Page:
Friday, May 1, 2015

Due Diligence Versus Plausible Deniability

Last night in the NFL draft, the Tampa Bay Buccaneers drafted Jameis Winston with the number one pick.  This was not really a surprise since it's what everyone expected from the time it was said that Tampa Bay would have the first pick.  There is no question (or little question) that Winston can play and can be a franchise quarterback.  The issue has always been his off the field behavior.

Lots of scouts and other retired executives have said they wouldn't take him number one because of the off the field issues, and since he would be the face of the franchise that risk is even greater.  They weighed the risks as being greater than the reward.  And I think you could easily say that had he not been a quarterback that his draft stock, because of those issues, would have been a lot lower (although Florida State and others probably would not have tolerated as much either, or enabled him the way they did).  But the Bucs considered the risk to be smaller than the reward, and everyone kept saying, including the team, that they "did their due diligence" in checking out his background.

Except, it doesn't appear that they did.  Outside the Lines reported on several occasions that NO team from the NFL, or the NFL league office itself ever contacted the district attorney in Tallahassee to talk with him about the rape investigation.  Someone from Tampa did briefly talk to an assistant DA, but that incident was never brought up.  I never heard anyone ask if they talked with the Tallahassee or Florida State Police departments, although I'm guessing that if they did it was only cursory. Winston's former high school coach, who said that Winston needs a tight, strict environment, said that he had meetings in person with several NFL teams lasting as long as 4 hours, but only had a phone conversation with the Bucs and it was less than an hour.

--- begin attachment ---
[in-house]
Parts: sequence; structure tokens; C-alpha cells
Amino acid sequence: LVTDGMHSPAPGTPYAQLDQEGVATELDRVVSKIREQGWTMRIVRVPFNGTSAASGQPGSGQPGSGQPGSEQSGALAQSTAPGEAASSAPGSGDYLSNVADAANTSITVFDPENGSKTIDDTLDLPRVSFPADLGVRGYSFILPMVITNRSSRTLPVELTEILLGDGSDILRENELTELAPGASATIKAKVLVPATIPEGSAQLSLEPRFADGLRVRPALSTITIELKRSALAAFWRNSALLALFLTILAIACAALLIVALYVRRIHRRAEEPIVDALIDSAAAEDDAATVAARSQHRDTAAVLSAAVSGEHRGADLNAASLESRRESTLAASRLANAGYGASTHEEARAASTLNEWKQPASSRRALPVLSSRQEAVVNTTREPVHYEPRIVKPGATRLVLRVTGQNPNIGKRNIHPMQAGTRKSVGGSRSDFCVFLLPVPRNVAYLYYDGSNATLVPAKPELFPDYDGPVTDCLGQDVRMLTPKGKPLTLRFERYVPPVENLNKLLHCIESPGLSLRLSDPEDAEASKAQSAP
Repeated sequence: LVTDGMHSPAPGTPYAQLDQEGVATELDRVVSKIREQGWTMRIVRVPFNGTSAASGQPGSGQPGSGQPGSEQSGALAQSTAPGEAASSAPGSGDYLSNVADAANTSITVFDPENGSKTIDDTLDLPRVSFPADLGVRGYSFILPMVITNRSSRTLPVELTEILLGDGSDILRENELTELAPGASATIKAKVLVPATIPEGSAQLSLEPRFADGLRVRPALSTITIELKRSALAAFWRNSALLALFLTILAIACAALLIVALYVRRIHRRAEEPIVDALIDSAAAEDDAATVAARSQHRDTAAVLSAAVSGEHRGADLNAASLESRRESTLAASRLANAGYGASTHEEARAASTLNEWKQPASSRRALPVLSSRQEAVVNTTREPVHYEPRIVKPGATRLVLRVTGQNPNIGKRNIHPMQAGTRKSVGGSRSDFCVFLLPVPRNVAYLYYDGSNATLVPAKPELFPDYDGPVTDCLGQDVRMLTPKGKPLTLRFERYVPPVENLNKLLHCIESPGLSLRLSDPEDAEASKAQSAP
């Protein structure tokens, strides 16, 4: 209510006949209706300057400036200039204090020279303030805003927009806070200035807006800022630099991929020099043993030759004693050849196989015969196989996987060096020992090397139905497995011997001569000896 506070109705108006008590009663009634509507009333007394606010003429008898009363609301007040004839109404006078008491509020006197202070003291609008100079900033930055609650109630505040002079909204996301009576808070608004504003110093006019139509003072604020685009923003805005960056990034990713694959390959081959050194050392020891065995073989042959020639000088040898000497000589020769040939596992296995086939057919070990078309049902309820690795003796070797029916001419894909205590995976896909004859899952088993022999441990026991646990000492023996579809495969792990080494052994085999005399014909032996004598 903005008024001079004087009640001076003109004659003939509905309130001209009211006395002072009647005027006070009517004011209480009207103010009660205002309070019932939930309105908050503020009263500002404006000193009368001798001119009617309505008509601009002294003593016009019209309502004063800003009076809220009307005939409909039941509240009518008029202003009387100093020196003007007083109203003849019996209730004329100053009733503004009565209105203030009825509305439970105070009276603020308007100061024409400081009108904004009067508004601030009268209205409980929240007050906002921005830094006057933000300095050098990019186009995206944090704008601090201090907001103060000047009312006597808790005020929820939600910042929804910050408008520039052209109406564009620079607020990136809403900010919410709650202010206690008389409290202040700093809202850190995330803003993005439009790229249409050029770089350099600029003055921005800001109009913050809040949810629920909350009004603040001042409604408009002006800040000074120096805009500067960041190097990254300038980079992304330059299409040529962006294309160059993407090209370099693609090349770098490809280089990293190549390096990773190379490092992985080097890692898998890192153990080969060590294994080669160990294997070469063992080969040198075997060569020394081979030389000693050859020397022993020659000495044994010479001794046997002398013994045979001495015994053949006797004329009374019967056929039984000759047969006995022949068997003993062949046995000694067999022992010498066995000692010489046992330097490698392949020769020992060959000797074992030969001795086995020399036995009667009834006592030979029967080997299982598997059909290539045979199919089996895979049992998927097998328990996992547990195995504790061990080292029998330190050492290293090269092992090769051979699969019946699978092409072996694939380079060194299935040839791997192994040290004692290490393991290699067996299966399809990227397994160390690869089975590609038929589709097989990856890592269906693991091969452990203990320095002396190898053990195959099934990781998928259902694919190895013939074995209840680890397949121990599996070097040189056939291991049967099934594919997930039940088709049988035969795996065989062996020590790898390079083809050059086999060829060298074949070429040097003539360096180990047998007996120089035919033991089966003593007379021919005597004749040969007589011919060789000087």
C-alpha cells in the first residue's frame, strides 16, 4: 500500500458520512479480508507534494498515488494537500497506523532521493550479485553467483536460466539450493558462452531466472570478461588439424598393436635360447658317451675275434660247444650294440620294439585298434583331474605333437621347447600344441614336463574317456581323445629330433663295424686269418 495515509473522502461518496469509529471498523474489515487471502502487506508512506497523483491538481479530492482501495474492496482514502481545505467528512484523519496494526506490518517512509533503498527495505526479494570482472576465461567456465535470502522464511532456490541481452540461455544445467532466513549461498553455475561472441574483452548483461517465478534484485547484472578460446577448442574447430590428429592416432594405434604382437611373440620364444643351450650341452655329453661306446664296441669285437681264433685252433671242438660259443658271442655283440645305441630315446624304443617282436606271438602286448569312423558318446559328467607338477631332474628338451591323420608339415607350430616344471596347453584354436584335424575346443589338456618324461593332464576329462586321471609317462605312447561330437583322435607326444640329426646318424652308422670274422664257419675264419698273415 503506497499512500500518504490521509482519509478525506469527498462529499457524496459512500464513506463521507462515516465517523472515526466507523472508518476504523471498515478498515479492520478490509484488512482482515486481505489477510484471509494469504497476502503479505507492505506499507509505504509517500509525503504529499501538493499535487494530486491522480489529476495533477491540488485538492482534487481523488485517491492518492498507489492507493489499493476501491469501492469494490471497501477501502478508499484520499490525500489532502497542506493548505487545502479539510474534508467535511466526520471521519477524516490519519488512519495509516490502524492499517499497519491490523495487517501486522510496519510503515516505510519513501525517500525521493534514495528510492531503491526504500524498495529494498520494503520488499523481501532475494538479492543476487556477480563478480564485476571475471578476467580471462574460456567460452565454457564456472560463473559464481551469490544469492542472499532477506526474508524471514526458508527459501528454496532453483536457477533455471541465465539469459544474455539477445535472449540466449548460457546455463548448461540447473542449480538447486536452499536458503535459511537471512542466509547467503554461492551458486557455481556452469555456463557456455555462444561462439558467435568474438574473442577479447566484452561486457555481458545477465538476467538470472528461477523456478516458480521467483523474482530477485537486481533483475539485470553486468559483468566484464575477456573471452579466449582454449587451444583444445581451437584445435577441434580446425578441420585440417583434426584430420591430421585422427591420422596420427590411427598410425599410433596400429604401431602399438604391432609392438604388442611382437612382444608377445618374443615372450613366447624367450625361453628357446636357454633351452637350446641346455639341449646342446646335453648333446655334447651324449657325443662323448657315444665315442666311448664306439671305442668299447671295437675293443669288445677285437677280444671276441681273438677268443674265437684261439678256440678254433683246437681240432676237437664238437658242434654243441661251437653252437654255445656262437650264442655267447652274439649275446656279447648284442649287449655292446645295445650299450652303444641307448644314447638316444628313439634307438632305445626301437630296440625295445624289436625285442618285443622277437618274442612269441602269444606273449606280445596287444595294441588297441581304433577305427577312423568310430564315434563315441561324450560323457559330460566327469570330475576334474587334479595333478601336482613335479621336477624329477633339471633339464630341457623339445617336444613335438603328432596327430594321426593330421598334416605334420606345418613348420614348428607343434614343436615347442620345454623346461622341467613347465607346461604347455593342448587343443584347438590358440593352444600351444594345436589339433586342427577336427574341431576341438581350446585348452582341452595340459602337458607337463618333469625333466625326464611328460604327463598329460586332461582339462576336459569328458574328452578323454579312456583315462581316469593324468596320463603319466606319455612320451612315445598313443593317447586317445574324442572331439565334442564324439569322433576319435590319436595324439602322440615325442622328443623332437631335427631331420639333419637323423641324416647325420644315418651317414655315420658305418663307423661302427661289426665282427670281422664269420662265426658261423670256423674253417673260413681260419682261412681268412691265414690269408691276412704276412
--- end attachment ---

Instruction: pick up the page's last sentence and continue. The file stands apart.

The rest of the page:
Lovie Smith, the coach of Tampa Bay, said they choose him because they didn't see a "pattern" of negative behavior.  Smith and the Bucs might be the only people who haven't seen a pattern of behavior.  And it really makes me think, contrary to what they said, and what the media repeats, that they didn't do their due diligence, because they didn't want to.  They wanted Jameis Winston and they didn't want anything to derail that, and so what they did was enough to make it look like they did their work, but not enough so that if something comes out later they can say "we didn't know, he fooled us" and have plausible deniability.

I truly hope that Jameis Winston is the quarterback that everyone thinks he can be on and off the field, most importantly for his own sake.  But with what the NFL just went through last year you would also expect that the team and the league would do a better job in their investigations. But it doesn't appear that's happening, because plausible deniability is always easier and simpler than doing the job the right way in the first place.

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